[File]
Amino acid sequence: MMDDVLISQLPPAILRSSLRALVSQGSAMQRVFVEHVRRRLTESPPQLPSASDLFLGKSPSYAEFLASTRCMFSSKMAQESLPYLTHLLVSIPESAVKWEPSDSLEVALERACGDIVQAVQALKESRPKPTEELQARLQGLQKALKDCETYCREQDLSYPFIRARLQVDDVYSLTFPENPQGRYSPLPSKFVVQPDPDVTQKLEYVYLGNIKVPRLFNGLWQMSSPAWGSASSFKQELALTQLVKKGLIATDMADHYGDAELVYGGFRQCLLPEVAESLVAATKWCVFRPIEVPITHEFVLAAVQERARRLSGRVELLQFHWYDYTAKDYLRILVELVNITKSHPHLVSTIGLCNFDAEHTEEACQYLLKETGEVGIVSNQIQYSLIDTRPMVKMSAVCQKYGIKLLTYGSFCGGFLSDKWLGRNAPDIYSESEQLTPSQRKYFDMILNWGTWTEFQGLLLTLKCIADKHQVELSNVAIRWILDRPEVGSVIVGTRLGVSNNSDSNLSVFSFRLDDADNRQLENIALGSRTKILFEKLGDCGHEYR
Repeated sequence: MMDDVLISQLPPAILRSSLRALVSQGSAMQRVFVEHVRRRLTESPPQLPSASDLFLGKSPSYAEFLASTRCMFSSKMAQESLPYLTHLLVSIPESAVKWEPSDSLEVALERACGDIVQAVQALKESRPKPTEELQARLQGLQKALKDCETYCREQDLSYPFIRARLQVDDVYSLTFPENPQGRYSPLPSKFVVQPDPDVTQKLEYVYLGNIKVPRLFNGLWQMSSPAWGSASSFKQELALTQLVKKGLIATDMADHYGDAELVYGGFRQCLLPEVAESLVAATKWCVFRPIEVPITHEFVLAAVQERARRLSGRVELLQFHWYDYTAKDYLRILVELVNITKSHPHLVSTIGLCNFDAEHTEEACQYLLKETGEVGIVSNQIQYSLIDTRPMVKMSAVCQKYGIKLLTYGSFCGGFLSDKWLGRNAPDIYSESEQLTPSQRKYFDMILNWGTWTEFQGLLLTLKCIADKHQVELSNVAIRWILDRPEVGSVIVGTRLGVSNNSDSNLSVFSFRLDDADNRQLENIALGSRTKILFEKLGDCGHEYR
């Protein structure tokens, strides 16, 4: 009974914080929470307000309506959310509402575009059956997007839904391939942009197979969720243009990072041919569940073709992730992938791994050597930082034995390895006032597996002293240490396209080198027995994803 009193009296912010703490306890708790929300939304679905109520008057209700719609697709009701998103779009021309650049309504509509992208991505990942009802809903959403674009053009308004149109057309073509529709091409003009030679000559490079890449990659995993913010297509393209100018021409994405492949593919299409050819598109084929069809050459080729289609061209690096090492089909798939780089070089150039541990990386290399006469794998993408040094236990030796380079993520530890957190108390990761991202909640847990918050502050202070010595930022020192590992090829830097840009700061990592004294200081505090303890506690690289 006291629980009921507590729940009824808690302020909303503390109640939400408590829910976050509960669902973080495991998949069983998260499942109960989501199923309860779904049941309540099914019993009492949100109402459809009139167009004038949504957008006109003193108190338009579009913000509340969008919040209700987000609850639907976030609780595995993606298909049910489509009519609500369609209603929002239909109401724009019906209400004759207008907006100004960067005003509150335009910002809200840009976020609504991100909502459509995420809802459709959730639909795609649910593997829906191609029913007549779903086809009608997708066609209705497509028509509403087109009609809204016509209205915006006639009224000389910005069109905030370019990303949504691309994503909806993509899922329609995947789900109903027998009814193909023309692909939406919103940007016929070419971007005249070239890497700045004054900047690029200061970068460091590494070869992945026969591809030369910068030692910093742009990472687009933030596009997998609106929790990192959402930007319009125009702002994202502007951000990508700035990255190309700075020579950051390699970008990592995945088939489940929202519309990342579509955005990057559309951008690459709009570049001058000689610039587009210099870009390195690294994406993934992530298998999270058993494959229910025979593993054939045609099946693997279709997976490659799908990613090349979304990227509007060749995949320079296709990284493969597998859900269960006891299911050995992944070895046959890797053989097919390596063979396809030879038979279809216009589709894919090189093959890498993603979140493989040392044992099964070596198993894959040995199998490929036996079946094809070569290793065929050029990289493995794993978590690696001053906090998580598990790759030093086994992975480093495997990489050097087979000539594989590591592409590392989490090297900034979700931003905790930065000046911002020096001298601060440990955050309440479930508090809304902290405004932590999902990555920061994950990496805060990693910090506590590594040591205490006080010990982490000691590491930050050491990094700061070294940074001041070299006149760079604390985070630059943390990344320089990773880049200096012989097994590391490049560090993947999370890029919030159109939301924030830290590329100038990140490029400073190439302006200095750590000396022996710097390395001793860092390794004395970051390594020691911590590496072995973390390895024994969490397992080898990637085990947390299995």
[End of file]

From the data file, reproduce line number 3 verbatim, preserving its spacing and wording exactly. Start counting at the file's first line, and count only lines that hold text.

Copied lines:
């Protein structure tokens, strides 16, 4: 009974914080929470307000309506959310509402575009059956997007839904391939942009197979969720243009990072041919569940073709992730992938791994050597930082034995390895006032597996002293240490396209080198027995994803 009193009296912010703490306890708790929300939304679905109520008057209700719609697709009701998103779009021309650049309504509509992208991505990942009802809903959403674009053009308004149109057309073509529709091409003009030679000559490079890449990659995993913010297509393209100018021409994405492949593919299409050819598109084929069809050459080729289609061209690096090492089909798939780089070089150039541990990386290399006469794998993408040094236990030796380079993520530890957190108390990761991202909640847990918050502050202070010595930022020192590992090829830097840009700061990592004294200081505090303890506690690289 006291629980009921507590729940009824808690302020909303503390109640939400408590829910976050509960669902973080495991998949069983998260499942109960989501199923309860779904049941309540099914019993009492949100109402459809009139167009004038949504957008006109003193108190338009579009913000509340969008919040209700987000609850639907976030609780595995993606298909049910489509009519609500369609209603929002239909109401724009019906209400004759207008907006100004960067005003509150335009910002809200840009976020609504991100909502459509995420809802459709959730639909795609649910593997829906191609029913007549779903086809009608997708066609209705497509028509509403087109009609809204016509209205915006006639009224000389910005069109905030370019990303949504691309994503909806993509899922329609995947789900109903027998009814193909023309692909939406919103940007016929070419971007005249070239890497700045004054900047690029200061970068460091590494070869992945026969591809030369910068030692910093742009990472687009933030596009997998609106929790990192959402930007319009125009702002994202502007951000990508700035990255190309700075020579950051390699970008990592995945088939489940929202519309990342579509955005990057559309951008690459709009570049001058000689610039587009210099870009390195690294994406993934992530298998999270058993494959229910025979593993054939045609099946693997279709997976490659799908990613090349979304990227509007060749995949320079296709990284493969597998859900269960006891299911050995992944070895046959890797053989097919390596063979396809030879038979279809216009589709894919090189093959890498993603979140493989040392044992099964070596198993894959040995199998490929036996079946094809070569290793065929050029990289493995794993978590690696001053906090998580598990790759030093086994992975480093495997990489050097087979000539594989590591592409590392989490090297900034979700931003905790930065000046911002020096001298601060440990955050309440479930508090809304902290405004932590999902990555920061994950990496805060990693910090506590590594040591205490006080010990982490000691590491930050050491990094700061070294940074001041070299006149760079604390985070630059943390990344320089990773880049200096012989097994590391490049560090993947999370890029919030159109939301924030830290590329100038990140490029400073190439302006200095750590000396022996710097390395001793860092390794004395970051390594020691911590590496072995973390390895024994969490397992080898990637085990947390299995």